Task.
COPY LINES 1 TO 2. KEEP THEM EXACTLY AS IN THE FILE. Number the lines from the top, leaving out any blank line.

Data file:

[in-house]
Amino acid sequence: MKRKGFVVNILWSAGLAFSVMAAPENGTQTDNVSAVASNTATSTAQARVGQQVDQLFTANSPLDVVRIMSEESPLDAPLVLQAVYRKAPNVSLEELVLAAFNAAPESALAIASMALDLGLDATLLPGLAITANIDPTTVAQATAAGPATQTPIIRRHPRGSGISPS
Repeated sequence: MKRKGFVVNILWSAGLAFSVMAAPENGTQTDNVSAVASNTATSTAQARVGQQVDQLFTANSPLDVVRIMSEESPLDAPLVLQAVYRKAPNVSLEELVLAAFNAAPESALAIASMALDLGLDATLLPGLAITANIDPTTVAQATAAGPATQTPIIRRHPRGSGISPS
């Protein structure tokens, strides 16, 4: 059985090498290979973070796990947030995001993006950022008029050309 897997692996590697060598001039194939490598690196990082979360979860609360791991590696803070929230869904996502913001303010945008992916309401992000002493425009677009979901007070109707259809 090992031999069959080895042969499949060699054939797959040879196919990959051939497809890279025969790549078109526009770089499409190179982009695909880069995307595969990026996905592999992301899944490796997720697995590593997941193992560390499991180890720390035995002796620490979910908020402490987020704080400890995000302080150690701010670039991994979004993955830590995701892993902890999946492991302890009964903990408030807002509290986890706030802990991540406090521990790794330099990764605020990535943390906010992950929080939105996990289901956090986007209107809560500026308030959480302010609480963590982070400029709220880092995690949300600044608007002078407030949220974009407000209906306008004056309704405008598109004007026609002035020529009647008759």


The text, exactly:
[in-house]
Amino acid sequence: MKRKGFVVNILWSAGLAFSVMAAPENGTQTDNVSAVASNTATSTAQARVGQQVDQLFTANSPLDVVRIMSEESPLDAPLVLQAVYRKAPNVSLEELVLAAFNAAPESALAIASMALDLGLDATLLPGLAITANIDPTTVAQATAAGPATQTPIIRRHPRGSGISPS